Human embryonic stem cells (hESC) have been proposed as a renewable source of tissue for regenerative medicine applications. One obstacle to the development of hESC based therapies is that hESC spontaneously and randomly differentiate (or change) into non-specific cell types in the laboratory. The main reason for this random differentiation is that we don’t completely understand the basic biology of these cells and mechanisms that keep the stem cells renewing themselves in the lab (called self-renewal). In fact the most reliable method to keep human embryonic stem cells alive in the laboratory is to culture them on cells taken from mouse embryos. This techniques requires a significant amount of time to make these mouse cells and test them, as well as leading to significant batch-to-batch variety in quality, as well as the possibility of introducing animal viruses or other pathogens.
In the proposed studies, we will investigate one gene that we know is very important for stem cells to make more stem cells (self-renew)- called NANOG. Despite the importance of NANOG to stem cells, there is relatively little know about the physical structure of this gene or protein, or how it works, and what other genes and proteins it interacts with to keep stem cells renewing. We will then use the data generated in our studies to generate specific growth or ‘self-renewal’ factors that can be added to the embryonic stem cells and reliably keep them undifferentiated. If successful, the development of such growth factors will make all aspects of human embryonic stem cell research more reliable and efficient. This in turn will increase the time that researchers have to developing therapeutic protocols, rather than spending a large amount of their time and energy to keep their cells alive and renewing. Furthermore, it will facilitate the scale-up of stem cell applications from small scale laboratory studies. Thus, our studies have the potential to impact on all human embryonic stem cell research, and increase the rate of development of all stem cell based therapies. The development of a growth factor(s) that can replace mouse cells, and reliably keep the stem cells alive would prove very useful to stem cell researchers, as well as increase the safety of the cultures for therapeutic purposes.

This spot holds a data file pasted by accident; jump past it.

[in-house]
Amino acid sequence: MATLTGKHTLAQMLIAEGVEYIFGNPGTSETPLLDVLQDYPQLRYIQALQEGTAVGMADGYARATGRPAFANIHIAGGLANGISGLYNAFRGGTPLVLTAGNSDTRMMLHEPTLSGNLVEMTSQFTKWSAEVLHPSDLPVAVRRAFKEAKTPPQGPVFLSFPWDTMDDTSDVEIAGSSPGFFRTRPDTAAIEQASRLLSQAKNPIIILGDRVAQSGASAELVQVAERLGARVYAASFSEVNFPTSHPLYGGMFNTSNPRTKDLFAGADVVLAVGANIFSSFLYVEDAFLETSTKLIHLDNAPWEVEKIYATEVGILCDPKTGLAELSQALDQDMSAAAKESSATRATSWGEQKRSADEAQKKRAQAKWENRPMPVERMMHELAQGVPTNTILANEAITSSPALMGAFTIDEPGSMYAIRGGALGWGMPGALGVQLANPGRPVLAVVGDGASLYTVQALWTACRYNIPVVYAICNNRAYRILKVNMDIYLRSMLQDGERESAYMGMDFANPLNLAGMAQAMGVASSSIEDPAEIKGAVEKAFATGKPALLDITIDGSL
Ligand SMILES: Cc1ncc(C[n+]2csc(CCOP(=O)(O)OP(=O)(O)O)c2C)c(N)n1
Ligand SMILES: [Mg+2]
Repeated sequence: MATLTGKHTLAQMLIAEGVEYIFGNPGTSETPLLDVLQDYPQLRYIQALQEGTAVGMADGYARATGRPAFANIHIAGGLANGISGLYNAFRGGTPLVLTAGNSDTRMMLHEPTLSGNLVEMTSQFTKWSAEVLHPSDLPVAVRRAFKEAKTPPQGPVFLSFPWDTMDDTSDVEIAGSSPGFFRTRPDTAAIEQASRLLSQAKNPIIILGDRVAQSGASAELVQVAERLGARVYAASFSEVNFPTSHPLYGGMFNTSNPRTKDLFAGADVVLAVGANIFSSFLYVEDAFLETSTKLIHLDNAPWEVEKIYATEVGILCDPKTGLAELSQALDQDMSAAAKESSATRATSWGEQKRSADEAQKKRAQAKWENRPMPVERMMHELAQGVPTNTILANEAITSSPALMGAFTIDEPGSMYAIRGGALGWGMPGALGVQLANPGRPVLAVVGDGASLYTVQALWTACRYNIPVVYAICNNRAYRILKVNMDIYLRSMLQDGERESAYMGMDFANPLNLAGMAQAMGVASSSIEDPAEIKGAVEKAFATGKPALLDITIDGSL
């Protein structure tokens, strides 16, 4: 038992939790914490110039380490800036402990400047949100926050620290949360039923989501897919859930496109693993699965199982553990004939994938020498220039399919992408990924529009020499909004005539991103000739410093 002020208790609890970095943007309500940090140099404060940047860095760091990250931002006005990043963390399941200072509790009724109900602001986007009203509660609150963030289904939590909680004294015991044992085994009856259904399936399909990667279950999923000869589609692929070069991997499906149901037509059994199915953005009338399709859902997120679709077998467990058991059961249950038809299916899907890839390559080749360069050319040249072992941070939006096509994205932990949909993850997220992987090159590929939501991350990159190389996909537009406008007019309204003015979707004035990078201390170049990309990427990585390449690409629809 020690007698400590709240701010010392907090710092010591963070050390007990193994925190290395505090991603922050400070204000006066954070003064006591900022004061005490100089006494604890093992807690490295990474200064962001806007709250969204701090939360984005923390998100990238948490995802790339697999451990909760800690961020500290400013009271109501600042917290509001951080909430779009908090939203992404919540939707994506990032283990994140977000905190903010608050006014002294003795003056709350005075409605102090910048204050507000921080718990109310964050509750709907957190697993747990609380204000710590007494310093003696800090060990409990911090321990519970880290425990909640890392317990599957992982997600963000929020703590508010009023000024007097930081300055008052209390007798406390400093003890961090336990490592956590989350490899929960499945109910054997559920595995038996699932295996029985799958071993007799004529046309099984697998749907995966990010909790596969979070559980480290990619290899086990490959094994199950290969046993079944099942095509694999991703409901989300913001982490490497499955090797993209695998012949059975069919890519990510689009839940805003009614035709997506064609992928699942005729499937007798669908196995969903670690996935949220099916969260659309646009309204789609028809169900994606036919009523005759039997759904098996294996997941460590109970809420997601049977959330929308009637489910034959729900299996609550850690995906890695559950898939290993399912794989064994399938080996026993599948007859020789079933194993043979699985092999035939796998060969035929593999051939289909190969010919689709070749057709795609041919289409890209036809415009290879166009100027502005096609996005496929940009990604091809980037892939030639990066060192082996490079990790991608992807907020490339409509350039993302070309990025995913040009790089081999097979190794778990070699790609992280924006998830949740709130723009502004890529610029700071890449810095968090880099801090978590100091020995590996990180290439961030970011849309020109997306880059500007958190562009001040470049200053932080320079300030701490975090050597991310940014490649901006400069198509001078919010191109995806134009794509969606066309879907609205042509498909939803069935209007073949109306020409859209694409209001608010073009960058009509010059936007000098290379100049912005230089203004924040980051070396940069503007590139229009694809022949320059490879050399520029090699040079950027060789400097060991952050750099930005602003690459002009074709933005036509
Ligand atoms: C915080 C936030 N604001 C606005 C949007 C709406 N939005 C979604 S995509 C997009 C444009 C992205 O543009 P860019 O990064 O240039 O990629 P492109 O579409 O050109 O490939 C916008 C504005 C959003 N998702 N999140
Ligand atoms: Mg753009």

One of the biggest hurdles in human embryonic stem cell research is that the cells spontaneously and randomly differentiate into a variety of non-specific cell types in culture. These non-specific cell types have little, if any, therapeutic potential. It requires a high degree of technical training to minimize this random differentiation, and even then is not preventable with currently available growth factors and techniques. Our project will study the biological processes that keep stem cells renewing. We will then use this information to evaluate new growth factors that will keep human embryonic stem cells in an undifferentiated state. If successful, these growth factors will increase the efficiency of all human embryonic stem cell research, by dramatically decreasing the amount of time spent keeping human embryonic stem cells alive and undifferentiated. In turn, this will allow researchers to spend more time and effort developing stem cell therapies for human disease, and increase the rate of development of stem cell therapies .